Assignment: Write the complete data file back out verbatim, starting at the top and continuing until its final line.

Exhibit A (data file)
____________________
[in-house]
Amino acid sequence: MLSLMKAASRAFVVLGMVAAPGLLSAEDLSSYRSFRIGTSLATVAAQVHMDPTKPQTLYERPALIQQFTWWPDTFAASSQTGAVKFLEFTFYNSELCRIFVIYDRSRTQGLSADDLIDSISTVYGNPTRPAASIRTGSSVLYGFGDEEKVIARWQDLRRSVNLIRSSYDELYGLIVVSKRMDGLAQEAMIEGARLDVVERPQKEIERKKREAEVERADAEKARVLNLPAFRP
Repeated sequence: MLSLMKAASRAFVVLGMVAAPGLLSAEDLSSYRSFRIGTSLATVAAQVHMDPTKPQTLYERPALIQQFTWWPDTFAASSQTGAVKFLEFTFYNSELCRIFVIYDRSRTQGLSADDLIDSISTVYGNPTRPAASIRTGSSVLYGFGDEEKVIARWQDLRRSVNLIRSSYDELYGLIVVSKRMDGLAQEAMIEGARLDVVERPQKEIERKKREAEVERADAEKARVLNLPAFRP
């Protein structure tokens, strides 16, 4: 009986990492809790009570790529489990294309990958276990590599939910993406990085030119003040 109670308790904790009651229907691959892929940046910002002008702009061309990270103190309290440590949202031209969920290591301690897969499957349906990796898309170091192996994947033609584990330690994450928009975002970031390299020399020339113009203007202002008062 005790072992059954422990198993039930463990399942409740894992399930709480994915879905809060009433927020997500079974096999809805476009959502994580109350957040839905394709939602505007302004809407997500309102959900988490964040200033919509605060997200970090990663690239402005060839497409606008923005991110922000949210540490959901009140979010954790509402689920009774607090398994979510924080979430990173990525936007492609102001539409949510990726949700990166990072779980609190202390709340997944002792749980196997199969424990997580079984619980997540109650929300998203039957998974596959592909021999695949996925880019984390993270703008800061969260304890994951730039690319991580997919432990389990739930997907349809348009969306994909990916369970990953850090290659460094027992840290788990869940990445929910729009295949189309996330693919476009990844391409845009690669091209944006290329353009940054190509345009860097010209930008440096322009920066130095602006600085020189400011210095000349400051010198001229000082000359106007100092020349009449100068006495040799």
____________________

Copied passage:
[in-house]
Amino acid sequence: MLSLMKAASRAFVVLGMVAAPGLLSAEDLSSYRSFRIGTSLATVAAQVHMDPTKPQTLYERPALIQQFTWWPDTFAASSQTGAVKFLEFTFYNSELCRIFVIYDRSRTQGLSADDLIDSISTVYGNPTRPAASIRTGSSVLYGFGDEEKVIARWQDLRRSVNLIRSSYDELYGLIVVSKRMDGLAQEAMIEGARLDVVERPQKEIERKKREAEVERADAEKARVLNLPAFRP
Repeated sequence: MLSLMKAASRAFVVLGMVAAPGLLSAEDLSSYRSFRIGTSLATVAAQVHMDPTKPQTLYERPALIQQFTWWPDTFAASSQTGAVKFLEFTFYNSELCRIFVIYDRSRTQGLSADDLIDSISTVYGNPTRPAASIRTGSSVLYGFGDEEKVIARWQDLRRSVNLIRSSYDELYGLIVVSKRMDGLAQEAMIEGARLDVVERPQKEIERKKREAEVERADAEKARVLNLPAFRP
């Protein structure tokens, strides 16, 4: 009986990492809790009570790529489990294309990958276990590599939910993406990085030119003040 109670308790904790009651229907691959892929940046910002002008702009061309990270103190309290440590949202031209969920290591301690897969499957349906990796898309170091192996994947033609584990330690994450928009975002970031390299020399020339113009203007202002008062 005790072992059954422990198993039930463990399942409740894992399930709480994915879905809060009433927020997500079974096999809805476009959502994580109350957040839905394709939602505007302004809407997500309102959900988490964040200033919509605060997200970090990663690239402005060839497409606008923005991110922000949210540490959901009140979010954790509402689920009774607090398994979510924080979430990173990525936007492609102001539409949510990726949700990166990072779980609190202390709340997944002792749980196997199969424990997580079984619980997540109650929300998203039957998974596959592909021999695949996925880019984390993270703008800061969260304890994951730039690319991580997919432990389990739930997907349809348009969306994909990916369970990953850090290659460094027992840290788990869940990445929910729009295949189309996330693919476009990844391409845009690669091209944006290329353009940054190509345009860097010209930008440096322009920066130095602006600085020189400011210095000349400051010198001229000082000359106007100092020349009449100068006495040799």